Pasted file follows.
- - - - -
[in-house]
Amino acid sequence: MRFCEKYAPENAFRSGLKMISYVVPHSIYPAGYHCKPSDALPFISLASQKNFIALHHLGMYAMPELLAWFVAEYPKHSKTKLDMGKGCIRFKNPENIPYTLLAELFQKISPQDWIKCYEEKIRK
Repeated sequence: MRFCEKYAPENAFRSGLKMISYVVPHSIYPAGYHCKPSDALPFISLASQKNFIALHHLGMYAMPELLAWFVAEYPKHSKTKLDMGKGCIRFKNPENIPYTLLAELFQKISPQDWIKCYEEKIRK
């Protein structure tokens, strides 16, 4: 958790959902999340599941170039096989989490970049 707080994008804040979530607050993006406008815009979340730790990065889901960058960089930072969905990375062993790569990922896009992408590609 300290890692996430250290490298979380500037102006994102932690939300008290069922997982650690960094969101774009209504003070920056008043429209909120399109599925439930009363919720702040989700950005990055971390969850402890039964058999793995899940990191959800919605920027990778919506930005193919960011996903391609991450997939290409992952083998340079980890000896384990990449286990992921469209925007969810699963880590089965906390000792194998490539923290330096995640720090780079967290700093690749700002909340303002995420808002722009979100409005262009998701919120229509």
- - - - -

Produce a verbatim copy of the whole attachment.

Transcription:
[in-house]
Amino acid sequence: MRFCEKYAPENAFRSGLKMISYVVPHSIYPAGYHCKPSDALPFISLASQKNFIALHHLGMYAMPELLAWFVAEYPKHSKTKLDMGKGCIRFKNPENIPYTLLAELFQKISPQDWIKCYEEKIRK
Repeated sequence: MRFCEKYAPENAFRSGLKMISYVVPHSIYPAGYHCKPSDALPFISLASQKNFIALHHLGMYAMPELLAWFVAEYPKHSKTKLDMGKGCIRFKNPENIPYTLLAELFQKISPQDWIKCYEEKIRK
């Protein structure tokens, strides 16, 4: 958790959902999340599941170039096989989490970049 707080994008804040979530607050993006406008815009979340730790990065889901960058960089930072969905990375062993790569990922896009992408590609 300290890692996430250290490298979380500037102006994102932690939300008290069922997982650690960094969101774009209504003070920056008043429209909120399109599925439930009363919720702040989700950005990055971390969850402890039964058999793995899940990191959800919605920027990778919506930005193919960011996903391609991450997939290409992952083998340079980890000896384990990449286990992921469209925007969810699963880590089965906390000792194998490539923290330096995640720090780079967290700093690749700002909340303002995420808002722009979100409005262009998701919120229509």